Language Perched on the 

 Edge of a Cliff in America 

 and Nothing is Left to Save 

After John Ashberry’s The One Thing That Can Save America –Carla Schick 

The train grates with a rush of wind Cracks in cement popping up weeds Skyscrapers built over 

African burial grounds; 

The true statue of liberty scurried away in the basement — a Black woman 

with her chains broken 

against slavery.

Is anything poetic ? 

The lantern of liberty 

escapes into the night 

A flickering. Can we see ? 

the Washington Mall Lincoln 

on his throne Restorations 

of Roman pillars Empire Interpretations of the phrase stare decisis 

already decided. A constitution 

Blood inducing precedent —  

white men with property 

gag women a paradigm of property rights rape 

over bodies people stolen 

from Africa 

Of whip and club 

and torture  

what came before will stand 

 How to write resistance 

 into a poem ? 

downed confederate statues falter heads crashing against Lee Silent Sam How does Jefferson Davis hide ? 

bodies snatched 

 from their godly position

Bree Newsom waving her hands as she pulls down a confederate flag 

A Black woman shoved hands shackled on our TV news 

and still her fist raised in victory 


a shadow looking over our shoulders 

 How can our footsteps beat out the rhythms  of poems ? 


arm to arm, blocked streets 

We chant keep the earth sacred Chant keep away from harm 

bullets grenades 

a car catapults into a crowd 

one more dead body only one more 

among countless 

bodies. Chant say their names 

Photos of their faces plaster walls 

Oscar Grant joins James Chaney 

Tamir Rice and Trayvon Martin walk alongside Emmett Till. Sandra Bland never a suicide; hunted for her voice protesting her own  murder 

I cannot slant 

a poem between breath 

and sound 

Women’s bodies 


the children’s 

smashed terrorized 

faces of those detained 

and unrecognized 

the judge slams down

his hammer 

Is anything poetic ? 

How do we walk down any street bodies unbalanced 

hands held out 

like tight rope walkers ? 

Where do our words begin ? 

 Can we bend poetry  out of disaster ?

Rubber Ducky · Angela Buen Alberto


Brandi Spering 

I rode a small wave to shore. 

Lied out in the wet sand until it dried and I dried too. Created a nest around my body and sunk in. Became comfortable. Closed my eyes and breathed deeply in the salt. Choked on the air a bit before I swallowed, shriveled. Wondered why my hands 

were not upright. 

Dug my heels away from traction and into a stay. Waited 

to see if the sand was quick. 

Anticipated a rise 

in other levels, at bay. 

Became an island. 

Became smaller with distance

Elegy for My Great-Uncle  Kiyoshi Miya October 15, 1917 – April 29, 2007 Hikari Leilani Miya

he saw spirits
his departed sisters brothers
in his bedroom closet so he slept
in his armchair
next to the patio where his chocolate lab Mochi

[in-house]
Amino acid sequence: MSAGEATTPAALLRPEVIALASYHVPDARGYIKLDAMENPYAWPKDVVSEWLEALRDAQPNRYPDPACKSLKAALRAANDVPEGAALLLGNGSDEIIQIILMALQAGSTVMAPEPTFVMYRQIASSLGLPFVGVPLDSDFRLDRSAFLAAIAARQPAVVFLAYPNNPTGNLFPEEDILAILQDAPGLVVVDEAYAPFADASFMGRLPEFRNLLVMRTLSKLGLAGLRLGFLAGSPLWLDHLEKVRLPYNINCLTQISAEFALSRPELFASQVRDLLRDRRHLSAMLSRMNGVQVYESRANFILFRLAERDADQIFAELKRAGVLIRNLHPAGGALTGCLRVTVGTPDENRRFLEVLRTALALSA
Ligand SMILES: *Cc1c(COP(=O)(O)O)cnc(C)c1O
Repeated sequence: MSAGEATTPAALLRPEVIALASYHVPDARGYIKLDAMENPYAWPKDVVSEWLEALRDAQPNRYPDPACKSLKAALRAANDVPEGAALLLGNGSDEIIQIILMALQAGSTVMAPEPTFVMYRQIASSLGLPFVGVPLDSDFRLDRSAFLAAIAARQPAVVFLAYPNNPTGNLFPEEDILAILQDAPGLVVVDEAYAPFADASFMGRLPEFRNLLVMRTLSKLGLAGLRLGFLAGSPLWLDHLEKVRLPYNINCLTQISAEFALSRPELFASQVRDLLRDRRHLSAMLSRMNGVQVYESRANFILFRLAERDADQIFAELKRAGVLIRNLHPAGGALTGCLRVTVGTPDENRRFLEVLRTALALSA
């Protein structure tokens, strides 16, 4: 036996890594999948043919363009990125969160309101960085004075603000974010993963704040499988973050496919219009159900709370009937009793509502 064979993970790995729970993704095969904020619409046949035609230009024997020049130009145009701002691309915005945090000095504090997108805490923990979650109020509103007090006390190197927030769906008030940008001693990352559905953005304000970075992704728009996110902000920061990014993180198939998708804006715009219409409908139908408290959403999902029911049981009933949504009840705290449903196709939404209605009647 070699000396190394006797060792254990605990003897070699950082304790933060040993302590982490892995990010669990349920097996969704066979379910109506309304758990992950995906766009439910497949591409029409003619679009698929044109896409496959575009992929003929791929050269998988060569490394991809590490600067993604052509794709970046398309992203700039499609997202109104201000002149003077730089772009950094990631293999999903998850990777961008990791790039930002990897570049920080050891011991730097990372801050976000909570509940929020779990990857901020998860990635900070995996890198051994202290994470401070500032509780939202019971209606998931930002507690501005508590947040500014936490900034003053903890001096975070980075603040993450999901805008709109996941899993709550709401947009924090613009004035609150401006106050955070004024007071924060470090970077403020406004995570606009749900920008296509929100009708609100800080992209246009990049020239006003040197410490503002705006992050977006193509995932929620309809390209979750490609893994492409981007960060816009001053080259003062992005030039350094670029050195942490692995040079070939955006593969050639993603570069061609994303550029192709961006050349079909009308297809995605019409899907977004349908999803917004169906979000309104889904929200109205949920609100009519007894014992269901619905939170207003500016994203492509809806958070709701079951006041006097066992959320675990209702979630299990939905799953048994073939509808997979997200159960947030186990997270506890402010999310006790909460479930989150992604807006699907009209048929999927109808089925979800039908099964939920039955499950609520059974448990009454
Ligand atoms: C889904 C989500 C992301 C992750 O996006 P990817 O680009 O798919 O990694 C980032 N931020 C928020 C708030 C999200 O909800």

with her big hernia guarded the farm shop, those rusty machines, copper wires people stole for cash
loaded shotgun
by his side
he went out
at any hour
if he heard
any disturbance
and shot
didn’t matter who
was there, even if

the place that was supposed to help where he climbed over the fence’

brought him back in time
for dinner

the last time
I saw him
it was sunset
I was scared
to touch
his soft wrinkled hands like prunes, he couldn’t
remember dinner the president
his dog

mom said
he waited
until we came
so he could say
how’re you doing

and I cried underneath the black grandness of the piano

before they were all taken
to camp
the war
tell me
why you pledged allegiance to
nuclear bomb
dropping nation why you served what did you
miss the most

the most frightening
was with
your own
your last
twenty-four hours
seem through
the eyes of
a dragonfly †

†There is a Buddhist story I was told at his funeral,

no one was there he drove his blue pickup into the ditch
he called me Mary didn’t know
what to call
his dog, even though I told him every time I saw him sitting
in the shop with Mochi panting by his side radio on loud
he wasn’t sure
he heard
but he’d always
say hello
how’re you doing
I think this is
broken, can you help
so my grandmother took him
to the Remington

tried to find Mochi his truck
his gun
until someone found him,

what I wished
I would have asked him but couldn’t
because I only learned about 9066
while giving
his eulogy
saying things
my dad said
I should say

I wish I hadn’t
been scared of
wrinkled hands
or gravelly
jokes instead I
would have asked where did Baachan bury your armor
the swords
the family crest
did she burn
them all
with her tears

among those
bittersweet camp memories
at ten years old
I didn’t understand passing, the priest chanting in Japanese saying we cannot touch, speak
hear the dead
but I understood
memory, how

where people bow to passing dragonflies, as they carry the spirits of the dead visiting loved ones for the last time